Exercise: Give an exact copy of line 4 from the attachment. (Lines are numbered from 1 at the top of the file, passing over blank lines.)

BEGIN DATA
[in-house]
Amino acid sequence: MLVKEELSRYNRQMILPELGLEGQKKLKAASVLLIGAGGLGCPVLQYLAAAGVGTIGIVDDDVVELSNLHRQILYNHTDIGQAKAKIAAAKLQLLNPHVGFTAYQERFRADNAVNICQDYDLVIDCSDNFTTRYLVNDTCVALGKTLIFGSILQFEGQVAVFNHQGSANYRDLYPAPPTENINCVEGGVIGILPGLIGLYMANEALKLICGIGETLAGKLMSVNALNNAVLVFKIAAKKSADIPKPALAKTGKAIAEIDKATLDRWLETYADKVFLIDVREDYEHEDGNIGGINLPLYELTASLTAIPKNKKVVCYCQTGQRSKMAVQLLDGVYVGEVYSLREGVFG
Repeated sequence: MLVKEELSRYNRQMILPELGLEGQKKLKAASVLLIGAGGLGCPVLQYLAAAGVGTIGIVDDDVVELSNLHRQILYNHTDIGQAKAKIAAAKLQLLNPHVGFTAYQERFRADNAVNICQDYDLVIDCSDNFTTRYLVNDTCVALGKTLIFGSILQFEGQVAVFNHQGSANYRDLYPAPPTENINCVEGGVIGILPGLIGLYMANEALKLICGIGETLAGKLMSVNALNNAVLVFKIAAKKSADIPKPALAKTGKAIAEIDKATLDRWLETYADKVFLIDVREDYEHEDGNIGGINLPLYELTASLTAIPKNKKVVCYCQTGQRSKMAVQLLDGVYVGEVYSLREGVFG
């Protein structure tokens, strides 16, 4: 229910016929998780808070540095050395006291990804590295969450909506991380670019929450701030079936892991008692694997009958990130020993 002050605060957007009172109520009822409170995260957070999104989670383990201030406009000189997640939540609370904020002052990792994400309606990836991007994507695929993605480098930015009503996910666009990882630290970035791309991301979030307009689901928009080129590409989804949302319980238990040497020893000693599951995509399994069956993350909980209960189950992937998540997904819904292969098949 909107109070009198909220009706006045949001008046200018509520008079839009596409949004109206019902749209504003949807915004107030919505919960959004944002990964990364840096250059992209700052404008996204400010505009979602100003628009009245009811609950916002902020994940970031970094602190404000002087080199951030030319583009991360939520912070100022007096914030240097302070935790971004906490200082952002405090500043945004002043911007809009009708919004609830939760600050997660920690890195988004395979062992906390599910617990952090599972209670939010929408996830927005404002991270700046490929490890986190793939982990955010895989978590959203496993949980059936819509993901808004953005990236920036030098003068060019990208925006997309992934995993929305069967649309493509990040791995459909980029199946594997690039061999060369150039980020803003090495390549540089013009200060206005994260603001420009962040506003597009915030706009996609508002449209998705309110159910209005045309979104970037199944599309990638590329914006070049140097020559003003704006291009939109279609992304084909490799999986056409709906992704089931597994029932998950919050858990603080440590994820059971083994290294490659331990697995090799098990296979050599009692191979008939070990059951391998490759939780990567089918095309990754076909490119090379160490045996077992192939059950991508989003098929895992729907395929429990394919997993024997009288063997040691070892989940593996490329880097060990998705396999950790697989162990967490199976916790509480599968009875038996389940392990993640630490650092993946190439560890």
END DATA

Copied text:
């Protein structure tokens, strides 16, 4: 229910016929998780808070540095050395006291990804590295969450909506991380670019929450701030079936892991008692694997009958990130020993 002050605060957007009172109520009822409170995260957070999104989670383990201030406009000189997640939540609370904020002052990792994400309606990836991007994507695929993605480098930015009503996910666009990882630290970035791309991301979030307009689901928009080129590409989804949302319980238990040497020893000693599951995509399994069956993350909980209960189950992937998540997904819904292969098949 909107109070009198909220009706006045949001008046200018509520008079839009596409949004109206019902749209504003949807915004107030919505919960959004944002990964990364840096250059992209700052404008996204400010505009979602100003628009009245009811609950916002902020994940970031970094602190404000002087080199951030030319583009991360939520912070100022007096914030240097302070935790971004906490200082952002405090500043945004002043911007809009009708919004609830939760600050997660920690890195988004395979062992906390599910617990952090599972209670939010929408996830927005404002991270700046490929490890986190793939982990955010895989978590959203496993949980059936819509993901808004953005990236920036030098003068060019990208925006997309992934995993929305069967649309493509990040791995459909980029199946594997690039061999060369150039980020803003090495390549540089013009200060206005994260603001420009962040506003597009915030706009996609508002449209998705309110159910209005045309979104970037199944599309990638590329914006070049140097020559003003704006291009939109279609992304084909490799999986056409709906992704089931597994029932998950919050858990603080440590994820059971083994290294490659331990697995090799098990296979050599009692191979008939070990059951391998490759939780990567089918095309990754076909490119090379160490045996077992192939059950991508989003098929895992729907395929429990394919997993024997009288063997040691070892989940593996490329880097060990998705396999950790697989162990967490199976916790509480599968009875038996389940392990993640630490650092993946190439560890």